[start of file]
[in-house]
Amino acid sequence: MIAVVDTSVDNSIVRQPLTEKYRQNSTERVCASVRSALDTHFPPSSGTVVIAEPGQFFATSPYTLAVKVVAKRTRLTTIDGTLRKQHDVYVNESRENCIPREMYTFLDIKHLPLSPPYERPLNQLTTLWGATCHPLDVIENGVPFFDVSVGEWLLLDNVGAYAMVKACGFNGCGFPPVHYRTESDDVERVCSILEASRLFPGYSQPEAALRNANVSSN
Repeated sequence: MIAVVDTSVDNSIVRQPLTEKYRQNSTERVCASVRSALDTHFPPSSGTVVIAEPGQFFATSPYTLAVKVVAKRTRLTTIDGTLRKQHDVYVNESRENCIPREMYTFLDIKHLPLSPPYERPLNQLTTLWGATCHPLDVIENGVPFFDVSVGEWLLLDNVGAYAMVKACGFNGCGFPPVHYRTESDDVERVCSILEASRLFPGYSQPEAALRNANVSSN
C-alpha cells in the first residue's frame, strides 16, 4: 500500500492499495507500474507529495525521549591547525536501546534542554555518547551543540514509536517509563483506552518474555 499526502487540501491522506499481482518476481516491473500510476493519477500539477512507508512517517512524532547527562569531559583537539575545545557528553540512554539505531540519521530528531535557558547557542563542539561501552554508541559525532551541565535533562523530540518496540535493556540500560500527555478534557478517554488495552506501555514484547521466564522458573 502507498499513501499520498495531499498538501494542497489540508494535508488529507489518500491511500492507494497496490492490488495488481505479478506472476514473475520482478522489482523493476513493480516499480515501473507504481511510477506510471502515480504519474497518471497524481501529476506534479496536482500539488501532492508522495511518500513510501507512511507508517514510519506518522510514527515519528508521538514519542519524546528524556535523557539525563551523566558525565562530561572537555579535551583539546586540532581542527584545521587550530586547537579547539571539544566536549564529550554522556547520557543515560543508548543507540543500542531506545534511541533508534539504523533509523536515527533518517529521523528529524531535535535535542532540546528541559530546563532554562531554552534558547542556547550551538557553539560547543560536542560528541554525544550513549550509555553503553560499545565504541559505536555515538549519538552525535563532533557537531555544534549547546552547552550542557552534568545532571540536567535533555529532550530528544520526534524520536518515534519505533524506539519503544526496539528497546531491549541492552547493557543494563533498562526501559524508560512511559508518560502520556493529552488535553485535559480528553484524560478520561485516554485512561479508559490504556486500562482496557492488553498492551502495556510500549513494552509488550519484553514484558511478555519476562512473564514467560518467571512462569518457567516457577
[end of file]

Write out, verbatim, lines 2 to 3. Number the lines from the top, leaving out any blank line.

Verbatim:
Amino acid sequence: MIAVVDTSVDNSIVRQPLTEKYRQNSTERVCASVRSALDTHFPPSSGTVVIAEPGQFFATSPYTLAVKVVAKRTRLTTIDGTLRKQHDVYVNESRENCIPREMYTFLDIKHLPLSPPYERPLNQLTTLWGATCHPLDVIENGVPFFDVSVGEWLLLDNVGAYAMVKACGFNGCGFPPVHYRTESDDVERVCSILEASRLFPGYSQPEAALRNANVSSN
Repeated sequence: MIAVVDTSVDNSIVRQPLTEKYRQNSTERVCASVRSALDTHFPPSSGTVVIAEPGQFFATSPYTLAVKVVAKRTRLTTIDGTLRKQHDVYVNESRENCIPREMYTFLDIKHLPLSPPYERPLNQLTTLWGATCHPLDVIENGVPFFDVSVGEWLLLDNVGAYAMVKACGFNGCGFPPVHYRTESDDVERVCSILEASRLFPGYSQPEAALRNANVSSN